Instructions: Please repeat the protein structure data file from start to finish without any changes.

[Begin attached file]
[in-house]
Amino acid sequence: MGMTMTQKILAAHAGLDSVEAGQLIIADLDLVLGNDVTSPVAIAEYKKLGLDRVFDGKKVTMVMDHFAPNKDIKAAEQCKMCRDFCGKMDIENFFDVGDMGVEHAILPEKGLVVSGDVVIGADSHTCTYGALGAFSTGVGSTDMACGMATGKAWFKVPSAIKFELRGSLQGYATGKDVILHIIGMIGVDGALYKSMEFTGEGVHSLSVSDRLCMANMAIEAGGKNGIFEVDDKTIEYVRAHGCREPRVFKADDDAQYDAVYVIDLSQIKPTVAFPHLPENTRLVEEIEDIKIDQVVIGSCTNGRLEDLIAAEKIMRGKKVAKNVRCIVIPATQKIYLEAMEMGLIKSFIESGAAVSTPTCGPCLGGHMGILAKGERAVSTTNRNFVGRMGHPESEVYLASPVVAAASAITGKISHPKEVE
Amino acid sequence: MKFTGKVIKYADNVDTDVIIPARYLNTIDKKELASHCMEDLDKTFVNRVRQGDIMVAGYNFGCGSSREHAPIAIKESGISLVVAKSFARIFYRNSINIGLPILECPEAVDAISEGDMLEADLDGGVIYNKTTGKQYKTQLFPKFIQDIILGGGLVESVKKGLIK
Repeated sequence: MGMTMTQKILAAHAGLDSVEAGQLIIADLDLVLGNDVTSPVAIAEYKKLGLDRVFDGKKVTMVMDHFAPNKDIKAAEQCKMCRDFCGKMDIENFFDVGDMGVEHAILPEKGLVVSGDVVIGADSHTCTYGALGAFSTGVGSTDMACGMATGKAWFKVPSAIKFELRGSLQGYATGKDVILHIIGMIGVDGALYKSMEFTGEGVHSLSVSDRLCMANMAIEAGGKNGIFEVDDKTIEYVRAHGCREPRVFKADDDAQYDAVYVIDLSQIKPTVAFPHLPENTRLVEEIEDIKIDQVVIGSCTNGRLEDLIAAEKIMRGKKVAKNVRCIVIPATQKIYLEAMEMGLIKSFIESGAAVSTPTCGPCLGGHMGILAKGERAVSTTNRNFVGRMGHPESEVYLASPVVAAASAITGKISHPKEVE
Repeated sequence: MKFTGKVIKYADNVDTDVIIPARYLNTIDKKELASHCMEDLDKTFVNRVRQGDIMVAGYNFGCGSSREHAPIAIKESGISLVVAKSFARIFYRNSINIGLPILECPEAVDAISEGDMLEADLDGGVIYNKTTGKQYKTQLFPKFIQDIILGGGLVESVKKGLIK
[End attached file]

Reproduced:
[in-house]
Amino acid sequence: MGMTMTQKILAAHAGLDSVEAGQLIIADLDLVLGNDVTSPVAIAEYKKLGLDRVFDGKKVTMVMDHFAPNKDIKAAEQCKMCRDFCGKMDIENFFDVGDMGVEHAILPEKGLVVSGDVVIGADSHTCTYGALGAFSTGVGSTDMACGMATGKAWFKVPSAIKFELRGSLQGYATGKDVILHIIGMIGVDGALYKSMEFTGEGVHSLSVSDRLCMANMAIEAGGKNGIFEVDDKTIEYVRAHGCREPRVFKADDDAQYDAVYVIDLSQIKPTVAFPHLPENTRLVEEIEDIKIDQVVIGSCTNGRLEDLIAAEKIMRGKKVAKNVRCIVIPATQKIYLEAMEMGLIKSFIESGAAVSTPTCGPCLGGHMGILAKGERAVSTTNRNFVGRMGHPESEVYLASPVVAAASAITGKISHPKEVE
Amino acid sequence: MKFTGKVIKYADNVDTDVIIPARYLNTIDKKELASHCMEDLDKTFVNRVRQGDIMVAGYNFGCGSSREHAPIAIKESGISLVVAKSFARIFYRNSINIGLPILECPEAVDAISEGDMLEADLDGGVIYNKTTGKQYKTQLFPKFIQDIILGGGLVESVKKGLIK
Repeated sequence: MGMTMTQKILAAHAGLDSVEAGQLIIADLDLVLGNDVTSPVAIAEYKKLGLDRVFDGKKVTMVMDHFAPNKDIKAAEQCKMCRDFCGKMDIENFFDVGDMGVEHAILPEKGLVVSGDVVIGADSHTCTYGALGAFSTGVGSTDMACGMATGKAWFKVPSAIKFELRGSLQGYATGKDVILHIIGMIGVDGALYKSMEFTGEGVHSLSVSDRLCMANMAIEAGGKNGIFEVDDKTIEYVRAHGCREPRVFKADDDAQYDAVYVIDLSQIKPTVAFPHLPENTRLVEEIEDIKIDQVVIGSCTNGRLEDLIAAEKIMRGKKVAKNVRCIVIPATQKIYLEAMEMGLIKSFIESGAAVSTPTCGPCLGGHMGILAKGERAVSTTNRNFVGRMGHPESEVYLASPVVAAASAITGKISHPKEVE
Repeated sequence: MKFTGKVIKYADNVDTDVIIPARYLNTIDKKELASHCMEDLDKTFVNRVRQGDIMVAGYNFGCGSSREHAPIAIKESGISLVVAKSFARIFYRNSINIGLPILECPEAVDAISEGDMLEADLDGGVIYNKTTGKQYKTQLFPKFIQDIILGGGLVESVKKGLIK